By Carrie Reichardt
Photos: Crew chiefs Carrie and Kaely (top), students Stephen, Matt, Melissa and Ed working hard on a hot summer day (middle), and crew chief Carrie, field school instructor Dusty, and crew chiefs Annamarie and Kaely (bottom).
I have to admit, I’m currently writing this entry within the comforts of air conditioning back in Sonoma County. I am, of course, thinking of all the students who are probably frantically trying to bust out the last few centimeters of their Shovel Test Units (STU) with pick-axes and cursing those pesky rocks that come between them and the coveted straight test unit side walls. This ice-cold iced tea is for you guys, cheers!
Our second week was great! Both Monday and Tuesday three crews covered major swaths of two project areas. As a side bar for those who have never experienced archaeological survey, don’t let the idea of hiking in a state park for work fool you. It’s entirely off-trail hiking directly up mountains, fighting the charcoaled remains of tree victims of last year’s wildfire and the nasty vegetation that takes root in disturbed areas – namely, poison oak. Many a rattlesnake made an appearance, many a rash showed up on body parts, but the students persevered with enthusiasm and hard work! On Wednesday, one group continued to survey (I was among them) and the remaining groups started opening up their first STUs! We were lucky to have Frank, our Amah Mutsun monitor, who shared his great stories with the crew while they fought the hard battle against uncooperative rocky soil in the heat.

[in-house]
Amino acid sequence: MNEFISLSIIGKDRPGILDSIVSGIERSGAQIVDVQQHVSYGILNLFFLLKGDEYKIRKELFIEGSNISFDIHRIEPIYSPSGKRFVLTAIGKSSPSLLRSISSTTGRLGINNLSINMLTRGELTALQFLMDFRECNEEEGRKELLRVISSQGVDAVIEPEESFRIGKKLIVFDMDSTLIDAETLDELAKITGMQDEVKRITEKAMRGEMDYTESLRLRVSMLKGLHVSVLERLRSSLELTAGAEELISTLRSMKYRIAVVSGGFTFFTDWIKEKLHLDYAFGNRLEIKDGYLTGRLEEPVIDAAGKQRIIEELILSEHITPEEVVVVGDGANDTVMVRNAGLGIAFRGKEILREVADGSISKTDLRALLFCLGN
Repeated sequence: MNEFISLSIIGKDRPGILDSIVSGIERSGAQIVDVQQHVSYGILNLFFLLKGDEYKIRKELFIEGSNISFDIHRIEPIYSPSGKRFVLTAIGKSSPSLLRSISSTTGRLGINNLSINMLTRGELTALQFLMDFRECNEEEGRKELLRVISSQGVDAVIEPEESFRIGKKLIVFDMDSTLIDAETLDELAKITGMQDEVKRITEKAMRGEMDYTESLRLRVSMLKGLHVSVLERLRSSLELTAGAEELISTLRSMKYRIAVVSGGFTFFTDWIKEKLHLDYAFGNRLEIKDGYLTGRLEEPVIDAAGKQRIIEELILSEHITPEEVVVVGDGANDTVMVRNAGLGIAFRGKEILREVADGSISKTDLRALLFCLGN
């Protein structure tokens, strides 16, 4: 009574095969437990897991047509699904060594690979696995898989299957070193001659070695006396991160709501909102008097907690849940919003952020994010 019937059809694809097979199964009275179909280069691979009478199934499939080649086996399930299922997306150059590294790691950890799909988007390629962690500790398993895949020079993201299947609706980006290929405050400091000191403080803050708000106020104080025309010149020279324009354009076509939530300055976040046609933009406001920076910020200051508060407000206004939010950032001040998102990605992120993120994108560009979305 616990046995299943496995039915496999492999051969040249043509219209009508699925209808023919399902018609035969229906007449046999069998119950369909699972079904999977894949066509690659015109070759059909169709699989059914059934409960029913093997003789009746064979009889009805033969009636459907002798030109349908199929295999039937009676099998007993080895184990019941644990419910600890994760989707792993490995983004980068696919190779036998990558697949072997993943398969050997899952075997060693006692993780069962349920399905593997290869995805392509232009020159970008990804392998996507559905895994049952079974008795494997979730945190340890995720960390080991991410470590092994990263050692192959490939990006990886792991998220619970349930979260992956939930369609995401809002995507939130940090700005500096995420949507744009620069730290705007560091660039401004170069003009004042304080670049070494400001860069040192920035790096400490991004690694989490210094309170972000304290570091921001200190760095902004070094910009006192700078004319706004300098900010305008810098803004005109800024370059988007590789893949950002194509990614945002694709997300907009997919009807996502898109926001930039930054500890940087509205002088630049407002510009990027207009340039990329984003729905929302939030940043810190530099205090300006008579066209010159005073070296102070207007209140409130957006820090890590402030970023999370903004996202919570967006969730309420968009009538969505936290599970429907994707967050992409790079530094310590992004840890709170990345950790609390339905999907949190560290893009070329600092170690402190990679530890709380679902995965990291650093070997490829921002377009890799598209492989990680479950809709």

Some teams had fierce artifact mojo and found lithics in their units, including a couple of obsidian flakes! Many others had units which had very few artifacts. Such is archaeology. The days, weeks, and months of finding nothing make the days where you find that one tiny piece of something so much more exciting. And, as a historical archaeologist, I have to mention a small glass fragment scatter we found while surveying. A beautiful piece of a deep aqua soda water bottle base found in a rodent burrow back dirt pile was my personal favorite.
Steering away from the archaeology for a moment, I must take this opportunity to give a shout-out to all the hard-working students. It was an amazing experience for me, as a Crew Chief, to watch these students blossom in a mere two weeks. The first few days of the first week was spent learning how to use a compass, reading a topographic map, and mapping a site. Many of the students might have only had a vague knowledge of how to figure out where north is, but now they know what all those lines and arrows and do-dads on their compasses mean!
Field school can be an incredibly intimidating experience. Even as someone who has been doing archaeology in one form or another for a few years, even the most seasoned professional has their days of self-doubt, but the students plowed through and have grown exponentially in only a matter of ten days. I look forward to hearing about how much more they develop in the next three weeks. I can see each and every one of them continuing in the profession and making Dusty, Annamarie, Kaely and me so very proud! Their enthusiasm for getting dirty and working hard was infectious and they maintained a sense of humor and respect for one another even when we were faced with 50-degree slopes covered in poison oak and heat exhaustion. Archaeology is a profession that cannot happen without team work and every single one of the students worked together and did so with great admiration for one another. For any family members out there reading about their loved ones who are participating in the 2010 Cabrillo College Field School, you should be so proud of them! We certainly are!